brought out when the Bible likens God to a mother eagle (Deut.
32:10-14). “In a desert land he found him, in a barren and howling
waste. He shielded him and cared for him; he guarded him as the
apple of his eye, like an eagle that stirs up its nest and
hovers over its young, that spreads its wings to catch them and
carries them on its pinions.” When the young ones have grown,
the mother eagle pushes them out of the nest so that they may
learn to fly. When, during the first few attempts the young ones
cannot quite make it, the mother sweeps down and bears them upon
its wings. That process is repeated again, and again till the
young ones can take care of themselves.
There is a similar picture of God in Hosea. Read Hosea 11 and 12. At the
beginning of Chapter 11 we have this beautiful picture of God
breast-feeding God's people, (11: 3 &.4) bending down when
they were languishing under the yoke of slavery and enabling them
to walk upright in freedom. “It was I who taught Ephraim to walk,
taking them by the arms; but they did not realize it was I who
healed them. I led them with cords of human kindness, with ties of
love; I lifted the yoke from their neck and bent down to feed
But what happens when they become free? They choose paths of injustice.
They resort to oppression and the amassing of wealth. Read
carefully and note that Jacob's cunning outwitting of his brother
does not meet with God's approval. Jacob's long service under
Laban all to win Leah and Rachel is seen as God's way of teaching
him to be righteous.
(Gen.32:1-33:10)Where does all this lead us? First of all
we see God willingly sharing power and authority, opting for a
self-limitation in order that the whole of humankind can grow in
responsibility. While the history of humankind does show that men
and women are capable of sharing in God's responsibility, they
still need to grow a great deal in emulating God's justice and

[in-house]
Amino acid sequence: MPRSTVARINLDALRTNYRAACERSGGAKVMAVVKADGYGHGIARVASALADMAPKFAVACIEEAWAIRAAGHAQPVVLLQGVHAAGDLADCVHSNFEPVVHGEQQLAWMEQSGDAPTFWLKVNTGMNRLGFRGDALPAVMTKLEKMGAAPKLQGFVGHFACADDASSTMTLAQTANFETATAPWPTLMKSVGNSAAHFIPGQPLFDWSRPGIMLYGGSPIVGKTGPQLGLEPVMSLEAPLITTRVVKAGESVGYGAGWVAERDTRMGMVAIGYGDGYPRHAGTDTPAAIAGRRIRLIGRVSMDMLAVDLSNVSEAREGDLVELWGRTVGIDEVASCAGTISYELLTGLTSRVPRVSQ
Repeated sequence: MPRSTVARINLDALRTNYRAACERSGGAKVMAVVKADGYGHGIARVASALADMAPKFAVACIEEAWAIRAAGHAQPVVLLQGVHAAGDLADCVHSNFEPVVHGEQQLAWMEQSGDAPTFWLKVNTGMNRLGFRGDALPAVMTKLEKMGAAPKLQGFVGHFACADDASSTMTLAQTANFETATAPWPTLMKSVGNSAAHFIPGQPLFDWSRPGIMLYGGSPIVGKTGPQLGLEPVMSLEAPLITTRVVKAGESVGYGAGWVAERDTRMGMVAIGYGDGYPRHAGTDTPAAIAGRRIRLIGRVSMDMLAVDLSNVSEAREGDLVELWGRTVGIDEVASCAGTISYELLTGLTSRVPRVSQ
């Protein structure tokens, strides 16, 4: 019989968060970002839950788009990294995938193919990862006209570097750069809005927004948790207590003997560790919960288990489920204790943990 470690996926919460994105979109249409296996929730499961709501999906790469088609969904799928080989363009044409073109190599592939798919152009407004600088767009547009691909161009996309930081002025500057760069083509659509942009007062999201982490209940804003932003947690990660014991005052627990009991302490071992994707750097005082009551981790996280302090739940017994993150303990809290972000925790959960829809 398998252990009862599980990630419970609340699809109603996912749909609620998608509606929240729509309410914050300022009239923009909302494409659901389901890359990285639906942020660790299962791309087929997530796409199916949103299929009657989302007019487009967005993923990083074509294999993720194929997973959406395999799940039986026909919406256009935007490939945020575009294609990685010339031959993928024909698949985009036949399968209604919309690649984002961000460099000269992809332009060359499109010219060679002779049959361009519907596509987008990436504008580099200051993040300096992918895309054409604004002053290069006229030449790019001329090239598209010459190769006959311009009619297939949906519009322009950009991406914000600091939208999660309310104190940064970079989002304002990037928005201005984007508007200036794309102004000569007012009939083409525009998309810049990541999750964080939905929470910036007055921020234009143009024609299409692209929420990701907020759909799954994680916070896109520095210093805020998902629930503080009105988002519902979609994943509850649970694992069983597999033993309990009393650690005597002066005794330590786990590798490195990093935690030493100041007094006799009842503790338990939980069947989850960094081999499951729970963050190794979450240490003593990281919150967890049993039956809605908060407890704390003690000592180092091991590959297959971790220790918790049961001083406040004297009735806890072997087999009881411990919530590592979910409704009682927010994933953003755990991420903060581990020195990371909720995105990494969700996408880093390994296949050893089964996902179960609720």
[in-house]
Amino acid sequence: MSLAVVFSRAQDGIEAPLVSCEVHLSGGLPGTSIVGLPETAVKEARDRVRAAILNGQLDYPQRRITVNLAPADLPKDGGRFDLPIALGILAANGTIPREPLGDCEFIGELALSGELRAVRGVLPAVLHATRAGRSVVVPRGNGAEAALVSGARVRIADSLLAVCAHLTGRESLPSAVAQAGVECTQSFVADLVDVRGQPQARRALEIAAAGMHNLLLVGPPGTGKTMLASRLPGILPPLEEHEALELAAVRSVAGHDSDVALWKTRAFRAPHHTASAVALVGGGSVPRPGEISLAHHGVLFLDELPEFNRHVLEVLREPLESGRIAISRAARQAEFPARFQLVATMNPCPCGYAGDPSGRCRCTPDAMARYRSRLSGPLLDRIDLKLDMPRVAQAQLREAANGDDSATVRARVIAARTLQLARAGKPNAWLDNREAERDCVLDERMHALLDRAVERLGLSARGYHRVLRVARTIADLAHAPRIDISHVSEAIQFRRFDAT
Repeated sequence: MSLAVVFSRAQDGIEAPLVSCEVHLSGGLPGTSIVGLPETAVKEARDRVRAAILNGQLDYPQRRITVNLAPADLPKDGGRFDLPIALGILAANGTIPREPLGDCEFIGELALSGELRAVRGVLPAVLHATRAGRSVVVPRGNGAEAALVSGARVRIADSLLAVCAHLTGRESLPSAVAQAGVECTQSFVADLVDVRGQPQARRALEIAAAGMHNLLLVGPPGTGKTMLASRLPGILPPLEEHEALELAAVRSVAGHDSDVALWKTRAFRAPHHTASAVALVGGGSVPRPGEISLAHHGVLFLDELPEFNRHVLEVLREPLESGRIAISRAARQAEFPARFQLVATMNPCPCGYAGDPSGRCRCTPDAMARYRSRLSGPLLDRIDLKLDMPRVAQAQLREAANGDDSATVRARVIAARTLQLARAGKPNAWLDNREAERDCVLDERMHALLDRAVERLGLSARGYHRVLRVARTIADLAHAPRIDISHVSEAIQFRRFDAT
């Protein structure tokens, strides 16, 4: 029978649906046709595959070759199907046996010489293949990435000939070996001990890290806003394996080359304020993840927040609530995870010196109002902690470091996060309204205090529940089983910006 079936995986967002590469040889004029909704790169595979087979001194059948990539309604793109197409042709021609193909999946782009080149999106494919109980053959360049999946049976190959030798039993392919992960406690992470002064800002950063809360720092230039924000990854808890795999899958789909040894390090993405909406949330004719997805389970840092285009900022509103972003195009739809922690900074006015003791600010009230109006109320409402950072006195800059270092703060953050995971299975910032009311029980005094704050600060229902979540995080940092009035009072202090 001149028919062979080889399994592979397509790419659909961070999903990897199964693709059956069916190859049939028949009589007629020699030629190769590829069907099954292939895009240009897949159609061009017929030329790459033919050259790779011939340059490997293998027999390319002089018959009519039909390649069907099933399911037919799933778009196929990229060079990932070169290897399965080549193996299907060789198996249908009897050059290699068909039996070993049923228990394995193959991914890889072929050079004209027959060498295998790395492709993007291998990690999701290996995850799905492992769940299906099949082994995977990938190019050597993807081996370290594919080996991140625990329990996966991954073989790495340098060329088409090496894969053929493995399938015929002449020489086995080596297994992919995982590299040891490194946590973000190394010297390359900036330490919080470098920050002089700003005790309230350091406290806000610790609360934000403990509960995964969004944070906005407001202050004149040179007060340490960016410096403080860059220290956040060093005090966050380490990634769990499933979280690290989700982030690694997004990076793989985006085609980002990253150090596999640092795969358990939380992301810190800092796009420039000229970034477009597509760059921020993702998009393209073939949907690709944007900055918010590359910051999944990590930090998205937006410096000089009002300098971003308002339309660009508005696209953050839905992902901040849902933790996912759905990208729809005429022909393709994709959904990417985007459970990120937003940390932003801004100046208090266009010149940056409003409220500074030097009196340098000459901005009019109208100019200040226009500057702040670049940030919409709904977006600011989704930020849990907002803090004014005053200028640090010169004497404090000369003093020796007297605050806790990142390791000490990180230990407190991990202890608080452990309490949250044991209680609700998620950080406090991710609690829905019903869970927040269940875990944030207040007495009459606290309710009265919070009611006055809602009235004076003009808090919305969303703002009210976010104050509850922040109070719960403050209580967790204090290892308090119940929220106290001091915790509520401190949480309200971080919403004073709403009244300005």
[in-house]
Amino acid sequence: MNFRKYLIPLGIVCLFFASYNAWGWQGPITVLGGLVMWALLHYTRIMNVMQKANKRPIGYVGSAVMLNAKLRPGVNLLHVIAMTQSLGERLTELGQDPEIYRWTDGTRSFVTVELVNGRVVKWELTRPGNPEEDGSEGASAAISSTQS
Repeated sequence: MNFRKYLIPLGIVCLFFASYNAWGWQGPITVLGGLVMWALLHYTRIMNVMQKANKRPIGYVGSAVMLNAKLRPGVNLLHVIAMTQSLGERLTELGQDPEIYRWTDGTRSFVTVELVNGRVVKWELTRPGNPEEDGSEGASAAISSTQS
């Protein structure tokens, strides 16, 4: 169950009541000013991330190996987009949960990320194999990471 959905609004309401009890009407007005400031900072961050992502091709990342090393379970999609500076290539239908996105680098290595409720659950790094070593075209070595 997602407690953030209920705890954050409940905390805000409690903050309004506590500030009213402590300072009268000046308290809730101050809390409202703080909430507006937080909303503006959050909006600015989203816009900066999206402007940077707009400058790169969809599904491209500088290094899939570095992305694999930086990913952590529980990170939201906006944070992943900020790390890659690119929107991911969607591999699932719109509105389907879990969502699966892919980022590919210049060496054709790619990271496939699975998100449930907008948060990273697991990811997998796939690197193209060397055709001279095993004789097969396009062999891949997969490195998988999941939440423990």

love. God cannot be blamed for the suffering in the world and the
injustices entrenched in social structures. Faith in God does not
mean that God will do everything for those who believe. Rather,
faith in God means that we shall be taught by God to emulate God's
justice and God's love.
Where do the false portrayals of God come from?
All religions have a tendency to make their own gods - gods who will
endorse existing social structures, especially unjust social
structures. Even the
Chosen peoples of
God are no exception. This is the anguish of the Deuteronomist and
of the prophet Hosea. This was also the anguish of Jesus. "Woe to
you, teachers of the law and Pharisees, you hypocrites! You give a
tenth of your spices—mint, dill and cumin. But you have neglected
the more important matters of the law—justice, mercy and
faithfulness. You should have practiced the latter, without
neglecting the former.” (Matt. 23:23). Under the pretext of strict
adherence to God's Law, the real concerns of the Law, namely
justice and mercy were ignored. This is true of Christian
tradition even today. In the name of Christ we endorse many things
Jesus opposed and even deliberately ignore what he stood for!
False images of God have held sway and faith has been reduced to a
way of seeking God's favour for securing material blessings and a
way of escaping death and damnation.
Questions for further study and reflection
Search for other mother-images of God. What does this mean to our
traditional way of understanding God only as Father? Can the
pronoun 'He' be used without hesitation to refer to God?
the widely assumed male superiority in accordance with God's
purpose in Creation? How do religions in general answer this
List what you think are some of the false images of God.